The phantoms used in this study absorbed low radiation dose than the rat samples as the X-ray tube current was increased from 5 μA-190 μA. The RDA was very minimal below the X-ray tube current of100 μA, this region constitutes low quality images, whereas the region above the X-ray tube current of 100 μA produced high quality images. The specific relationships were observed independently between IQ and radiation dose as the X-ray tube current was increased as seen in (Figures 5&6). This phenomenon implies that the thicknesses of the bone and soft tissue simulating materials were responding similarly to the actual tissues of the samples under the X-ray exposure when X-ray tube current was varied. Unlike the rat samples, high quality images of the phantoms were acquired with low radiation absorption in (Figure 7). The difference in the atomic numbers is responsible for the variation in IQ and RDA between the phantoms and samples in (Figure 7). The rat samples consist of bones and bone tissues are made up of calcium with atomic number 20, aluminium metal with atomic number 13, was simulating the bone tissue in the phantoms. The high atomic number molecules absorb more X-ray radiation than low atomic number molecules Dendy, et al. [13].

Hence, (Figure 7). shows that the samples absorbed more radiation dose than phantoms in this study. The findings of this study do not correspond with the findings of Olubamiji [14], who concluded that no significant change in IQ can be achieved through variation of X-ray tube current. In this study, the quality of radiographs was successfully increased by increasing the X-ray tube current between 5 μA and 190 μA with the X-ray tube voltage of 100 kV, X-ray tube exposure time of 1 second, SDD of 80 cm and no X-ray filtration. The optimum quality radiographs were obtained with the X-ray tube current of more than 100 μA. The implication there of is that when high X-ray tube voltage (such as 100 kV) is considered when ac quiring optimized radiographs of the bones, the corresponding selection of low X-ray tube current (lower than 100 μA) values should also be considered. However, the findings of this study shows that high quality images are acquired with the X-ray tube current of above 100 μA; the constraint thereof is the RDA. 3000 μSv-5000 μSv is a designated diagnostic reference when acquiring radiographs of the human skull Vano, et al. [15]. The optimal radiographs of the rat bones and phantoms obtained in this study occurred at an absorbed radiation dose less than the diagnostic reference dose at 12 μSv and 59 μSv with the X-ray tube current of 100 μA [16-25].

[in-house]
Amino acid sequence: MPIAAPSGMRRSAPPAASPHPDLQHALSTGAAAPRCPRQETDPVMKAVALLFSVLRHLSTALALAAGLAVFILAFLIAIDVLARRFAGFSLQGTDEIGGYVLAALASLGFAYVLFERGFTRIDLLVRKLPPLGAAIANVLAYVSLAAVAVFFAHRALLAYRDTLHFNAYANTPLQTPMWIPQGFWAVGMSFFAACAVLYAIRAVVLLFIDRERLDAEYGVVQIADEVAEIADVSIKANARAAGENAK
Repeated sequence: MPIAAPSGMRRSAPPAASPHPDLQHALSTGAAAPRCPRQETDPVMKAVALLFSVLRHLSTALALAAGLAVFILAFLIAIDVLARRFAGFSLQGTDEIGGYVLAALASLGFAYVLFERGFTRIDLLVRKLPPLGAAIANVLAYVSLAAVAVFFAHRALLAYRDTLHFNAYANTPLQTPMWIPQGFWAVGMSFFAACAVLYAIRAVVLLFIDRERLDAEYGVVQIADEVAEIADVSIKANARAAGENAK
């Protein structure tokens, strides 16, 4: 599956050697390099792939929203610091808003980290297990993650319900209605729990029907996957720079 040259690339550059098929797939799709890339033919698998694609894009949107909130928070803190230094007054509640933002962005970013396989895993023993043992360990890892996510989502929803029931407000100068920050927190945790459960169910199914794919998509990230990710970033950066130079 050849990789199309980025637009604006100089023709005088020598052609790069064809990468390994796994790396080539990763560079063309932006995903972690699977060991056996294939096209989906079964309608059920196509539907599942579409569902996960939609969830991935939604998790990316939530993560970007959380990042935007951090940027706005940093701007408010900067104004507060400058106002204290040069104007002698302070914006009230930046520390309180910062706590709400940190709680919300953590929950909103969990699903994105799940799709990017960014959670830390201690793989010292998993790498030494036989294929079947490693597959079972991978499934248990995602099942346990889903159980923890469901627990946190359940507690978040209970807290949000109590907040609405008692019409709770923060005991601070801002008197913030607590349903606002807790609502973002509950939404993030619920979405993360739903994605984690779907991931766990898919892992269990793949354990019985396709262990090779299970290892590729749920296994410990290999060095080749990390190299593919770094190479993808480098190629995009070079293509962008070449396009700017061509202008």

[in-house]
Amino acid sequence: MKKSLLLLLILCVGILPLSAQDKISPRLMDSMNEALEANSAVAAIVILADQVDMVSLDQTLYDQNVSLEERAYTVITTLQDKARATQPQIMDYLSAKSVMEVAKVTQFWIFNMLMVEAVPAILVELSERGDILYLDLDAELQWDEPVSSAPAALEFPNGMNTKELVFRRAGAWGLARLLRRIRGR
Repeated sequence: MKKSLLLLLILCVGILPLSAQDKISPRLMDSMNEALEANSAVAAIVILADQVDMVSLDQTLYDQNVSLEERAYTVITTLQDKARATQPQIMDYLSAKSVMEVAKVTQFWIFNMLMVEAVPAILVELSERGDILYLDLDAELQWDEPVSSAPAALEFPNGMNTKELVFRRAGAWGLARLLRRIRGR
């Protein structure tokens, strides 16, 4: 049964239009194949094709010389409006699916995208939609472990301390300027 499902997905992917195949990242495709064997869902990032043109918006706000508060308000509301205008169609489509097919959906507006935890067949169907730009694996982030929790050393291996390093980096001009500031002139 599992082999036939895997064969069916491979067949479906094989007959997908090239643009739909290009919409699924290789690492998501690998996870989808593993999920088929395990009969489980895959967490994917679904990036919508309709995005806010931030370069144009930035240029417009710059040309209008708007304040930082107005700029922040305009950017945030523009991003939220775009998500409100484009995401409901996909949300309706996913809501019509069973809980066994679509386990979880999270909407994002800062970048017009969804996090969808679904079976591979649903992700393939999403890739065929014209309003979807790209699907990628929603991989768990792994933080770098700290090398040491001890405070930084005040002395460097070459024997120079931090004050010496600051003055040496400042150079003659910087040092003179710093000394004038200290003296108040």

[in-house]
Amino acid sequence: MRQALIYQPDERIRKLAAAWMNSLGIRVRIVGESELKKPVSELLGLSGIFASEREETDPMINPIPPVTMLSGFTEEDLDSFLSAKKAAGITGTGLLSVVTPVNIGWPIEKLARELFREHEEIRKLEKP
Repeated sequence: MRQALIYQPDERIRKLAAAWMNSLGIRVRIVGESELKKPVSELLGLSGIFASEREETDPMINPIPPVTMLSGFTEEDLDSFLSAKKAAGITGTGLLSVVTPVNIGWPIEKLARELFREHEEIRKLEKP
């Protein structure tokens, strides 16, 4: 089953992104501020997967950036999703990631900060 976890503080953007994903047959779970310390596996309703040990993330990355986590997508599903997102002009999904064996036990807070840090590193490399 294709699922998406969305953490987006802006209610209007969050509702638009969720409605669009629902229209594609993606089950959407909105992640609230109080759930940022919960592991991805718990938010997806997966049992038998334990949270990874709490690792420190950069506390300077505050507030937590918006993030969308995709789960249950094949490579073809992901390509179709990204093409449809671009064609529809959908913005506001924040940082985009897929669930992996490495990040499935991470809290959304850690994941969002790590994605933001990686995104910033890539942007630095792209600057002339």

Figure 5: The IQ of the radiographs of the rat samples and phantoms as the X-ray tube current is varied.


Figure 6: The RDA of the rat samples and phantoms versus X-ray tube current investigation.


Figure 7: IQ of the radiographs of the rat samples and phantoms versus radiation dose for X-ray tube voltage investigation.


Therefore, this X-ray current with the X-ray tube voltage of 100kV can be used for optimization in X-ray radiography without harming the well-being of the patient. The quality of the images of both the rat samples and phantoms was increasing when the X-ray tube exposure time was increased from 0.267 second to 4.000 seconds. A linear relationship between the IQ, RDA and X-ray tube exposure time as presented in (Figure 8& 9). The increase in X-ray exposure time in (Figure 8) increases the IQ for both the samples and phantoms. Although the phantoms absorbed less radiation dose than real samples, a linear relationship between radiation dose and exposure time was observed in (Figure 9). The RDA of both phantoms and samples increased with different slopes at 30.08 & 7.64. High quality images of the phantoms were acquired with low radiation dose as shown in (Figure 10). The optimal images in (Figure 10). were acquired between the RDA of 8.00 μSv to 132.00 μSv. This RDA correspond to X-ray exposure time between 1 second to 4 seconds as seen in (Figures 8&9) shows that the images that were obtained at the X-ray exposure time of 4 seconds are more optimal for both phantoms and samples [26-33].